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England lost a good number of their nobility and intelligent scientifically minded men during both world wars, because they decided to become pilots and flight officers. It is odd how the infantryman, as mgnostic alluded to, would have the upper hand on life longevity. Although Capt. Brown received the honors for downing Richtofen and his Fokker Dr-1 Triplane with his Sopwith Camel, it was most likely the Australians on the ground who actually ended his life.

With the development of robotics and remote computerized electronics, missile intelligence, I foresee the need for fighter aircraft to be less and less. The man in a cockpit will be more limited in the wars to follow.
Old 08-01-2022, 08:58 AM
  #10833  
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I read somewhere that if you were an officer in the British Army in the Great War you stood a one in eight chance of being killed, (12%). If you were in the RFC/RAF the chances increased to one in four or 25%. For Other Ranks, all arms, the figure was one in twelve or 8%..
Old 08-01-2022, 09:53 AM
  #10834  
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Shortly after conscription was abolished, I took the route worthy of a Monty Python episode. I enlisted as a 02J Clarinet Player in a military band.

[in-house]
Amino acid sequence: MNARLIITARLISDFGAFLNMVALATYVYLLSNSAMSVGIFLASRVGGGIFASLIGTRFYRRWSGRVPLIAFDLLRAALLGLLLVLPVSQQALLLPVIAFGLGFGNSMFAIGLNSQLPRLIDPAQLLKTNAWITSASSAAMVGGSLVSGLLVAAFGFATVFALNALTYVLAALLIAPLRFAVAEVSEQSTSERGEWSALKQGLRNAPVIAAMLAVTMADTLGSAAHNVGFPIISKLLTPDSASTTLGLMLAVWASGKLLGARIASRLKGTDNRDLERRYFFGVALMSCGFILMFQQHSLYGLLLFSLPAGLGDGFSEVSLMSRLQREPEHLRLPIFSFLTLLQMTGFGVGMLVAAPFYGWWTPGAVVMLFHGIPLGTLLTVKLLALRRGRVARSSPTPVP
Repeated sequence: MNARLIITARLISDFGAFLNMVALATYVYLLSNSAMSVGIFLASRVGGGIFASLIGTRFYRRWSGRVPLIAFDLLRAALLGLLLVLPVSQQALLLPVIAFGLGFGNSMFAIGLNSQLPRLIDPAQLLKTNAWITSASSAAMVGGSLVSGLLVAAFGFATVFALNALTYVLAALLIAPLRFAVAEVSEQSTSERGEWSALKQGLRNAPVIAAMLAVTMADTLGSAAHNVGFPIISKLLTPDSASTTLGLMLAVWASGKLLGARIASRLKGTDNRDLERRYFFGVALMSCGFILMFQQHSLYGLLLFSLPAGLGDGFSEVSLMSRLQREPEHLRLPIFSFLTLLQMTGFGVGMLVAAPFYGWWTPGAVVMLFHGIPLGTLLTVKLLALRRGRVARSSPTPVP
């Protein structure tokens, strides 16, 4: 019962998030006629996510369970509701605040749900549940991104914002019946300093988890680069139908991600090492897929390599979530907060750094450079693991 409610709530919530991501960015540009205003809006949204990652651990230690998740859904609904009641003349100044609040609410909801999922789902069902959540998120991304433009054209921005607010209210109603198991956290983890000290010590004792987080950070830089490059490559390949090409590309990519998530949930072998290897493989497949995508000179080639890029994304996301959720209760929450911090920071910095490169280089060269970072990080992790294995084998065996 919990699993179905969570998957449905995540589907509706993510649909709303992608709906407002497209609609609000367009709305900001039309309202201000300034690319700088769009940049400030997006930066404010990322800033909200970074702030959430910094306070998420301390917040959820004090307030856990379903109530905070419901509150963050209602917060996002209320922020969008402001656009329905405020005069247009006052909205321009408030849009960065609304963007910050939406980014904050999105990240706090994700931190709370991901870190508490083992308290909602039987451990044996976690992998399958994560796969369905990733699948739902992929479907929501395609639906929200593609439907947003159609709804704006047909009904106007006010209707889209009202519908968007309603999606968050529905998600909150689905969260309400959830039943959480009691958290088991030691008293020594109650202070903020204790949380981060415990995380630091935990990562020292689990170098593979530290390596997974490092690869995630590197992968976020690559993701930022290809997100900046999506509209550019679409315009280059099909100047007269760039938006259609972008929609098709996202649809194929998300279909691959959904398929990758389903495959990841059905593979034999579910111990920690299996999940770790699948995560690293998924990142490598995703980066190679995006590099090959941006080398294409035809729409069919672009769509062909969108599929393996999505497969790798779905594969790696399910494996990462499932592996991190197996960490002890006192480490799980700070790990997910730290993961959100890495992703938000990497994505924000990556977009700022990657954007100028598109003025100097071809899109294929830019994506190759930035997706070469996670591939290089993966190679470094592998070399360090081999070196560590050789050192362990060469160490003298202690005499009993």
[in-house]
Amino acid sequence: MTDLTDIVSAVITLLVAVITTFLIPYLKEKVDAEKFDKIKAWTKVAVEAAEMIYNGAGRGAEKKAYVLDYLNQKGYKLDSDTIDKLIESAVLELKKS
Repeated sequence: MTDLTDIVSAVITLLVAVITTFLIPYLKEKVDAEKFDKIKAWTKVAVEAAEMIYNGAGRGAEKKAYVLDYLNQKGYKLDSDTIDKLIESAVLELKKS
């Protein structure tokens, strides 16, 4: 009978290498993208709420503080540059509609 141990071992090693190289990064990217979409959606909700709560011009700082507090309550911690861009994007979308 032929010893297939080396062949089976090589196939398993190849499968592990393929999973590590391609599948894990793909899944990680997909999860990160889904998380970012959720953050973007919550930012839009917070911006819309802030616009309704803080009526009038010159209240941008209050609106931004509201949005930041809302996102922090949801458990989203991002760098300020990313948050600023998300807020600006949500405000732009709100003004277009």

Old 08-01-2022, 09:39 PM
  #10835  
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Originally Posted by mgnostic

... It was also a time of amazing advances in technology. The early war airplanes were only a half step from their civilian ancestors and were pretty fragile. The ones that weren't totally worn out were sent to the rear for training purposes. Every few months a design would come out that leapfrogged over what ever was at the front. Nobody had enough airplanes and whatever survived was used for less hazardous missions and eventually relegated to training.
The most powerful engine fitted to a British aircraft in August 1914 produced 70 hp. The most powerful engine fitted to a British aircraft in 1918 produced 400 hp. The 1914 engine was a French Renault, the 1918 engine was the so-called "Liberty Engine," an American design.
Old 08-01-2022, 11:01 PM
  #10836  
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Four of us drove down to Gueret to participate in their "Interclubs" or fly-in.